A high-impact winter storm is slamming portions of the Great Plains and Midwest and won’t stop until late Saturday. Snow, sleet, freezing rain and blizzard conditions will likely cause freight movement delays and short-term rate volatility across the region for the next several days.
FreightWaves first reported on this potentially disruptive storm a few days ago. For the most part, it’s coming together as expected.
The storm has been spreading across more than half a dozen states as of this morning, and the count will increase as hazardous conditions move northward into the upper Midwest, Great Lakes and adjacent areas in southern Canada over the next 24 to 36 hours. Then it will track into the mid-Atlantic and New England states late tomorrow and Sunday. The National Weather Service (NWS) has issued a blizzard warning along the I-29 corridor from Sioux City, Iowa, to the Canadian border, as well as on I-90 from Sioux Falls, South Dakota, to just east of Pierre, South Dakota, and on I-94 from Fargo, North Dakota, to just east of Bismarck, North Dakota.
A swath of freezing rain will set up from Tulsa and Kansas City to St. Louis, northern Indiana and Ohio, western Pennsylvania and parts of the central Appalachians. One-quarter to one-third of an inch of ice buildup is possible in some areas.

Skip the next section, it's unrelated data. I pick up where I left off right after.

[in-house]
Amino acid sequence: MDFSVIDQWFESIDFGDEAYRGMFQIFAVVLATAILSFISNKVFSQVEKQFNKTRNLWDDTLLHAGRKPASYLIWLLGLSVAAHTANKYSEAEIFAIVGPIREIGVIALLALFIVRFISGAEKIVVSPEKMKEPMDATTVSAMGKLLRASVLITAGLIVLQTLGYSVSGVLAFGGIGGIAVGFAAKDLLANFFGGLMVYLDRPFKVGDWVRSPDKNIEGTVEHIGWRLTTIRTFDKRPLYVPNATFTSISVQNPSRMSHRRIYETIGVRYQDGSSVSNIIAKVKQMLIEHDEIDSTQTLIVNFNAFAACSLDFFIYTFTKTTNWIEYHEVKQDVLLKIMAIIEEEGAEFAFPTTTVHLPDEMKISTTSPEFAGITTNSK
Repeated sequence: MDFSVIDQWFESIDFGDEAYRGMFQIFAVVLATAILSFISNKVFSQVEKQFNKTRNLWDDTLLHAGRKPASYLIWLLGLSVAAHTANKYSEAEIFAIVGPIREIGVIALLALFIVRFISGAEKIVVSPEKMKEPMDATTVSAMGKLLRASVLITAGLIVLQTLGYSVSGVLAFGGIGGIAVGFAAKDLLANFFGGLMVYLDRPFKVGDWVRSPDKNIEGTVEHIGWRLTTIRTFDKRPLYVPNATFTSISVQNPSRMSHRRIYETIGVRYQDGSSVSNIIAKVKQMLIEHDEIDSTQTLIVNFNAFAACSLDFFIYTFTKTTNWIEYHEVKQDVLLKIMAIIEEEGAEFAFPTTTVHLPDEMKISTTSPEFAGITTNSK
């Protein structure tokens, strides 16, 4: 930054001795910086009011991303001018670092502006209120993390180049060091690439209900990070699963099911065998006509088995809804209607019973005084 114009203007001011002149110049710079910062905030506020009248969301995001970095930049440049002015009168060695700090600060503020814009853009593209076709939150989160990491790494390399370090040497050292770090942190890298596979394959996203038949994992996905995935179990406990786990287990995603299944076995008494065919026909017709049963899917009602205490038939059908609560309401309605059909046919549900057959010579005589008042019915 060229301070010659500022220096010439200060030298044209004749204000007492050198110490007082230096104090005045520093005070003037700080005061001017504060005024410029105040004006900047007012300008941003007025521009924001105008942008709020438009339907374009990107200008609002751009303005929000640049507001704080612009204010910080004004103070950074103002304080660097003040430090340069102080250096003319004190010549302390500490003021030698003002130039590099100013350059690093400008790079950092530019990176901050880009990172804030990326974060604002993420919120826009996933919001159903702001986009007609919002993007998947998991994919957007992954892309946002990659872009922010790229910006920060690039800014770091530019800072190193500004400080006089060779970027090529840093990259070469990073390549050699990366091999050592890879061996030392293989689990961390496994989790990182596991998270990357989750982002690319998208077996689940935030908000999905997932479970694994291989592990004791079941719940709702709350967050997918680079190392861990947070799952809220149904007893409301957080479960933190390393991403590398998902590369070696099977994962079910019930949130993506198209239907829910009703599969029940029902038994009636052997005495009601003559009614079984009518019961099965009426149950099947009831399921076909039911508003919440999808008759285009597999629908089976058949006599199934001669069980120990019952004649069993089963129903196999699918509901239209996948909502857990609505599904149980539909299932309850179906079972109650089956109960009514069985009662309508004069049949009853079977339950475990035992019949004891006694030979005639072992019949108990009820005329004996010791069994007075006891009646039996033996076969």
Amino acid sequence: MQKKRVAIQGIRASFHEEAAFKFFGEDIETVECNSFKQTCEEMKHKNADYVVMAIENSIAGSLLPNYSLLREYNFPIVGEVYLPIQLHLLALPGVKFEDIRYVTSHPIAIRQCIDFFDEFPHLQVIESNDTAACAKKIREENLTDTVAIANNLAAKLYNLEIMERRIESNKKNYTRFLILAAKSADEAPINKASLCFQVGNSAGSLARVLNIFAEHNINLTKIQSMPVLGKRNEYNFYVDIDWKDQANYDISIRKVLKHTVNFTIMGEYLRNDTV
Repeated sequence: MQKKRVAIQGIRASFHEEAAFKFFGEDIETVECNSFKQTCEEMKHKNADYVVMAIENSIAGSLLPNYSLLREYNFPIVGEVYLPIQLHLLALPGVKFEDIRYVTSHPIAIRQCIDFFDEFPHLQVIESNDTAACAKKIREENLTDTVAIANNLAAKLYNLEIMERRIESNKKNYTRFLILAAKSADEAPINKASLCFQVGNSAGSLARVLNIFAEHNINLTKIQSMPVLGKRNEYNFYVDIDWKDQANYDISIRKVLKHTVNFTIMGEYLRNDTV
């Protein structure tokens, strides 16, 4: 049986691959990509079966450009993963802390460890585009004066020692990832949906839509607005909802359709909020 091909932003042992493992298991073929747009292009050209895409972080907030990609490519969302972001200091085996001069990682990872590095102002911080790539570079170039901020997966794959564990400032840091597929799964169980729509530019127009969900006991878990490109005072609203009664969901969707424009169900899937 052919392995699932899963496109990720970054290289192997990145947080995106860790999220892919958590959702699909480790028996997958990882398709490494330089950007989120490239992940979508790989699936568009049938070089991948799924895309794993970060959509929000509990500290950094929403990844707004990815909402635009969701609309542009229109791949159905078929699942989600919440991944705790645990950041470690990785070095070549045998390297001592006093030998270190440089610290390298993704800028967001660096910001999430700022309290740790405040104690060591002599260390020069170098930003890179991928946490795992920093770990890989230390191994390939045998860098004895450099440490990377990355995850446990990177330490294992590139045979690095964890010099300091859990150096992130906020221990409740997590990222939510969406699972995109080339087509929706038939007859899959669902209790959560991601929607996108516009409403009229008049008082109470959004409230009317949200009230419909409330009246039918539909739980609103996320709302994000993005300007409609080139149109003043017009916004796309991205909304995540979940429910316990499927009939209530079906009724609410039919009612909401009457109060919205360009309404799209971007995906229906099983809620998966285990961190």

Snow accumulations of 4 to 8 inches will be common, with localized amounts of 10 to 12 inches.
Winds will gust as high as 40 to 50 mph at times. This will create blizzard/whiteout conditions that will not only slow down or stop trucks, trains and planes carrying freight, but the wind and ice could knock down tree limbs and utility lines, resulting in roadblocks and power outages.
Interstates within the risk zone include, but are not limited to, I-35, I-44, I-55, I-65, I-70, I-75, I-81, I-87 and I-90. The largest cities that will see the biggest impacts are Topeka, Kansas; St. Louis and Kansas City, Missouri; Omaha, Nebraska; Des Moines, Iowa; Minneapolis; Milwaukee; Detroit; Cleveland; Buffalo, New York; and Toronto and Ottawa, Canada.
Carriers and shippers should keep in mind that the impacts from this storm will last beyond the weekend. Temperatures are forecast to remain below freezing 24/7 across the Great Lakes for at least the first two days of next week. This means any truckers who get stuck may not be able to get out until temperatures rise high enough to thaw the roads. But if main roads are cleared quickly enough, brokers may benefit.
Capacity often tightens after major weather events because of delayed trucks and missed deliveries. This pushes up spot rates in the affected areas. The latest FreightWaves SONAR data show increasing outbound tender market share (OTMSW) over the past week in several Midwest markets, relative to the rest of the country. So brokers should look for opportunities to pick up freight early next week in these markets hit by this weekend’s winter storm.
Have a great day and a wonderful weekend, and be careful out there!